Wednesday, October 11, 2017
My dear friends,
my town is burning. While I write this, fires rage without any containment. Mandatory and voluntary evacuations are currently under way. Several neighborhoods like the one in the photo above have been completely destroyed within a few hours. The devastation is incredible and I'm not able to grasp it right now. It is heartbreaking and I have no words.
We are sitting on packed bags, ready to evacuate any time. I don't know when I will be able to blog the next time since I don't know what the coming days will look like. Our home might be safe. We might have to leave. No one knows.
I only know that the wind is shifting and picking up, and that is dangerous.
Sunday, October 1, 2017
The month of September was very unusual for me in that regard that I didn't take a lot of photos. I was so busy with work, especially the beginning of the school year at the German School, that I simply didn't have the time and leisure to grab my camera and go on a photo excursion.
But just a couple days ago I put my macro lens on my Canon 7D and headed outside in the garden to see what was left so late in the season. I had thought that my Spanish Lavender still looked pretty good, and when I turned my camera to it this Fiery Skipper landed on its flower. This butterfly is a rather jumpy little guy who doesn't sit anywhere for a long time, but I was lucky to capture him (or her?) on a few images. This year I have seen quite a big amount of them as well as other butterflies and lots of bees which tells me that my garden is a sought after habitat for them with just the right plants for them to survive. I have mainly native plants and a very few "water suckers" in an otherwise low water garden. By now I am at a point where I offer a refuge not only for butterflies and bees, but there are also a lot of birds who enjoy the nectar and the seeds of the flowers.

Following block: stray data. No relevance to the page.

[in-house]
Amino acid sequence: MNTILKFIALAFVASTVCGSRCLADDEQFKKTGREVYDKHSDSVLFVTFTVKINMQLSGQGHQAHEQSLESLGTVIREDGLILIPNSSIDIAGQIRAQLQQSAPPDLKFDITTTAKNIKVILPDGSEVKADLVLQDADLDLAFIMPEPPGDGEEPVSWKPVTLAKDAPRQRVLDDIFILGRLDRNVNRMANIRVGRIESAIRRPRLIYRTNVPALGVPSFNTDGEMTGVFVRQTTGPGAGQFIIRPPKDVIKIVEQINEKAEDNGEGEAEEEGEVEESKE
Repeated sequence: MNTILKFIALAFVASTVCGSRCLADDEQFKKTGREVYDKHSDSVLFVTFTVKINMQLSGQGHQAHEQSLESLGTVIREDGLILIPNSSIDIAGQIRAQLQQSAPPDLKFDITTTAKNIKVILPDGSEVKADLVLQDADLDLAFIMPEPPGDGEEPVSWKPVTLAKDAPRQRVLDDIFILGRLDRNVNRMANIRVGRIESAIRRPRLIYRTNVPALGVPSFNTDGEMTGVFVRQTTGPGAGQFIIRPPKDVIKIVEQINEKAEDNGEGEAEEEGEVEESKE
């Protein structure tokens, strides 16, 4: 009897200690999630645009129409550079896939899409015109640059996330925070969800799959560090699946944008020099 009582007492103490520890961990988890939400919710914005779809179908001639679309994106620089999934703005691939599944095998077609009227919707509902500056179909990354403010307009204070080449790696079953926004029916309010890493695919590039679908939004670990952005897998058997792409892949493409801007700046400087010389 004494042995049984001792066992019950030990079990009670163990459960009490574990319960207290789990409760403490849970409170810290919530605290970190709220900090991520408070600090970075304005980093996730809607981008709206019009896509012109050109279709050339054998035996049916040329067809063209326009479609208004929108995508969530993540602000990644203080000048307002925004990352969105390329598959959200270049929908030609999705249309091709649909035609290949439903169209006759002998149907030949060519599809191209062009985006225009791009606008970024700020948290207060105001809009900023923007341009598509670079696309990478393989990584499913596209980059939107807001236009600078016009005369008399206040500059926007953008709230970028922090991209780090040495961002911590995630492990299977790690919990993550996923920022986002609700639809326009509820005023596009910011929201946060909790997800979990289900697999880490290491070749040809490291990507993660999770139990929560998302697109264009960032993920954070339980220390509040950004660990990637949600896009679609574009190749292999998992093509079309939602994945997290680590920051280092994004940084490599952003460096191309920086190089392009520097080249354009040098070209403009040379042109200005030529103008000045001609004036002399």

I am joining Sarah and León for Scene and Story.
Tuesday, September 26, 2017
A visit to Yellowstone isn't possible without seeing a lot of wildlife. This national park is home to so many animals, and for many of them it is a peaceful refuge where they are not hunted and killed for whatever reason (never mind that they were here first and this IS their habitat which we took away from them).
There is an abundance of bison - but of course it doesn't come close to the numbers when bison roamed freely this country. They are impressive animals, and while I love them, I always make sure to keep a very safe distance from them. They SEEM to be lazy and docile, but these are wild and dangerous animals. Everywhere in the park there are signs that warn people not to approach them (but of course there are too many humans who'd love to receive the Darwin award) and that you should use caution around them.
They are big and heavy, and at the same time they are incredibly cute. How can you resist such a sweet face?
Or this guy that we saw early in the morning in the Lamar Valley after we had seen the wolf pack.
What I love best, however, is watching a bison taking a dust bath. They do it with gusto!
Yellowstone is famous for its bears, both grizzlies and black bears. We saw both. This black bear checked out the area next to the road in the Lamar Valley (and again, some people were way too close).
Elk can be found all over the park - the population is huge, and it's good that there are several wolf packs in the park that keep the numbers limited. Often wolves and bears share the carcass of an animal. Nothing goes to waste here.
You find signs of the wildlife everywhere if you keep your eyes open.
Seeing wildlife makes me happy and is always an absolute highlight for me. So often we only see the "big" wildlife, but it was this little guy that gave me the biggest delight - a curious weasel we saw on one of our hikes through the beautiful meadows of Yellowstone. Isn't s/he adorable?
Monday, September 18, 2017
Yellowstone is an excellent place to experience that our planet is very much alive. Here you can explore the beating heart of the earth, its spitting habits and its heat. Literally.